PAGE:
Australia 460 (Clarke 106, Johnson 92*, Watson 83, Warner 62, Prasad 3-106, Eranga 3-109) beat Sri Lanka 156 and 103 (Johnson 2-16, Bird 2-29) by an innings and 201 runs
Scorecard and ball-by-ball details

In his summary of the 1974-75 Ashes series, Wisden's correspondent John Thicknesse wrote of the havoc wrought by Dennis Lillee and Jeff Thomson that "England's batsmen must have experienced the same sort of emotion as they waited for the next ball as early Christians felt as they waited in the Colosseum for the lions."

Sri Lanka's batsmen were wracked by that same feeling of helplessness and inevitability as Australia completed a fearful mauling of the tourists in the Boxing Day Test, as the incisiveness of the home bowling attack combined with a dreadful glut of injuries to have the match over by 2.10pm on the third afternoon. The fall of Sri Lanka's seventh wicket, fittingly to a short-pitched ball, meant the end of the contest, as none of Prasanna Jayawardene, Chanaka Welegedara or Kumar Sangakkara were fit to bat.

Sangakkara had suffered a suspected finger fracture at the hands of the man of the match Mitchell Johnson, who began the day by guiding Australia's tail to a lead of 304 and ended it as the chief inflictor of pain on a Sri Lankan team that was overwhelmed even more comprehensively than India had been last year.

Australia's victory was a reward for a consistently diligent and aggressive pursuit of victory, though it was hard to define how well they had played given the collective weakness of their opponents, who had clearly thrown their best and only punch in Hobart. Nonetheless it was a triumphant way for Michael Clarke's team to conclude the year, even if they had their own injury worry in the shape of Shane Watson's problematic calf.

The destruction of Sri Lanka's innings began in the first over. Dimuth Karunaratne was farcically run out after taking his team's first run, and next ball Tillakaratne Dilshan squeezed a Johnson short ball to short leg. Jackson Bird again made a striking impression, deceiving Mahela Jayawardene and Thilan Samaraweera with his immaculate line and a little movement in either direction.

Bird and Nathan Lyon had failed to keep Johnson company for long enough to allow the left-hander his second Test hundred after a rasping effort in Cape Town in 2009, but this was to seem of little consequence once the Sri Lankans began batting.

Lyon's intention when play resumed had to be to hang around while Johnson pushed towards his second Test century. However his actions did not match the goal, as after taking a single to get off a duck he was late on a pull shot at Angelo Mathews and lobbed the simplest of catches to midwicket.

That left Johnson with the company of only the last man Bird, who with a first-class batting average of 8.22 was certainly entitled to his station beneath Lyon in the order. Needing another 17 runs when Bird walked tot he middle, Johnson set about the task with good sense, pinching singles here and there while also driving Mathews sweetly down the ground.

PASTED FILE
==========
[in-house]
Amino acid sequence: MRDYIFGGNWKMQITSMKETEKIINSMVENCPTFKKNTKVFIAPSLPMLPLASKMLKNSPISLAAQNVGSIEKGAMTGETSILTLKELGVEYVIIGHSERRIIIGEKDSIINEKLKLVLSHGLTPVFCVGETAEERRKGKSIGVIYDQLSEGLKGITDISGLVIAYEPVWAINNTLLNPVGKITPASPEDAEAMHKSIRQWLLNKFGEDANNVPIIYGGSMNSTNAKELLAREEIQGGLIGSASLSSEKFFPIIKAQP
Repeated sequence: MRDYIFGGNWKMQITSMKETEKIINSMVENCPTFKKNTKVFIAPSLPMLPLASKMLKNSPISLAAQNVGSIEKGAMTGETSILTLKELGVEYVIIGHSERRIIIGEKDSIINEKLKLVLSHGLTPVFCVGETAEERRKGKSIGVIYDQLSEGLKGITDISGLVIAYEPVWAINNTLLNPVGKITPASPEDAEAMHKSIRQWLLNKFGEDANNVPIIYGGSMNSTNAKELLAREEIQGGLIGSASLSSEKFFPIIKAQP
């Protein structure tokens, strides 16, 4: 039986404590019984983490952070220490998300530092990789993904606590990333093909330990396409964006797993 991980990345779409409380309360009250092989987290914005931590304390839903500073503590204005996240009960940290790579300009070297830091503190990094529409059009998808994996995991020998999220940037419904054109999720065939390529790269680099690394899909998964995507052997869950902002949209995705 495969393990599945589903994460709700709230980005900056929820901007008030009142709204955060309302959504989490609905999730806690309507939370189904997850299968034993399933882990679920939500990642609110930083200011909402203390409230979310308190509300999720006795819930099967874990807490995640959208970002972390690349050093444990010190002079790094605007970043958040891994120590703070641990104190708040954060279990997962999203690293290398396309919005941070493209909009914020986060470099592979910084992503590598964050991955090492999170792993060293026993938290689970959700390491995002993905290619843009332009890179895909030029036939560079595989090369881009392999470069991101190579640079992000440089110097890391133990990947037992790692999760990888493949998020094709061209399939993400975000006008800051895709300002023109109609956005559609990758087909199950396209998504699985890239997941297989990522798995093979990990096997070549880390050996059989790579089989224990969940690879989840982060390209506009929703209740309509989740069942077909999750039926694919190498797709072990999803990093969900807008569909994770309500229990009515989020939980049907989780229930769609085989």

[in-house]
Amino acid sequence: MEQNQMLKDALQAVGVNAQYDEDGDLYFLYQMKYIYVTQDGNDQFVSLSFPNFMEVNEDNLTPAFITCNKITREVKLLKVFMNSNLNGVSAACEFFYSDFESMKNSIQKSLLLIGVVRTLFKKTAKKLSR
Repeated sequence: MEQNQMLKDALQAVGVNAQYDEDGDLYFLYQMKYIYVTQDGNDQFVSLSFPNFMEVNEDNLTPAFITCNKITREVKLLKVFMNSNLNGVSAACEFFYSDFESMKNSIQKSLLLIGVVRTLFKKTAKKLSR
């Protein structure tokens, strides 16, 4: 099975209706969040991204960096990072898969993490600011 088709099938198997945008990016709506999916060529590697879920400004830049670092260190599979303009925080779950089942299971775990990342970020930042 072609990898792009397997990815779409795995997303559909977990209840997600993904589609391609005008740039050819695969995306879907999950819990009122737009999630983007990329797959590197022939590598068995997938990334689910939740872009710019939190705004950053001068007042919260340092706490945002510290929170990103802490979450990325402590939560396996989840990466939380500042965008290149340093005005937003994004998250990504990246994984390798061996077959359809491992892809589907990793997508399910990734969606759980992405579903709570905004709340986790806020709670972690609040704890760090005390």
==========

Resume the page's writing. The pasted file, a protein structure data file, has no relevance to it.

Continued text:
He had made it as far as 92 when Bird faced up to Shaminda Eranga, who delivered a ball that was fast, full and more or less wasted on the batsman, who was comically late as the ball crashed into middle and off stumps. Johnson accepted a gesture of consolation from Bird before jogging off the field, assuming his next task of taking the new ball in the second innings.

Johnson did not have long to wait for a celebration, Karaunaratne pushing into the offside third ball of the innings and setting off fatally for a second run as David Warner fielded and threw sharply back to the bowler, whose dive to break the stumps beat Karunaratne comfortably. Dilshan's first ball was short, fast and at the batsman's armpit, forcing a self-preervative stroke that lopped off glove and thigh for Ed Cowan to run back and catch - 2 for 1.

Jayawardene's decline as an international batsman on foreign shores has been dispiriting for those who have witnessed his best, and here he was defeated by Bird's line, unsure whether to play or leave and withdrawing his bat too late to avoid a wretched inside edge onto the stumps.

Samaraweera played Bird uncertainly from the crease, and when the bowler seamed one back at him was pinned in front for a clear LBW, the batsman's DRS referral made more out of desperation than calculation. Replays duly showed the ball striking leg stump, leaving Sangakkara and Angelo Mathews to limp to the interval.

Not long after lunch, Sangakkara winced when fending a Johnson delivery off the glove and shook his head forlornly when the team physio examined the damage. He left the field to become the third Sri Lankan sent to hospital during the match, and the remainder of the innings was not to be long in returning to the dressing room.

Mathews dragged an attempted pull shot onto the stumps, Dhammika Prasad followed two consecutive sixes off the bowling of Lyon by skying a vain attempt at a third, and Eranga was cornered by a short-pitcher from Peter Siddle and plopped a catch to Ed Cowan at short leg. The innings had felt as much blood sport as Test match, and like the 1974-75 Englishmen, Sri Lanka were much the bloodier.

Daniel Brettig is an assistant editor at ESPNcricinfo. He tweets here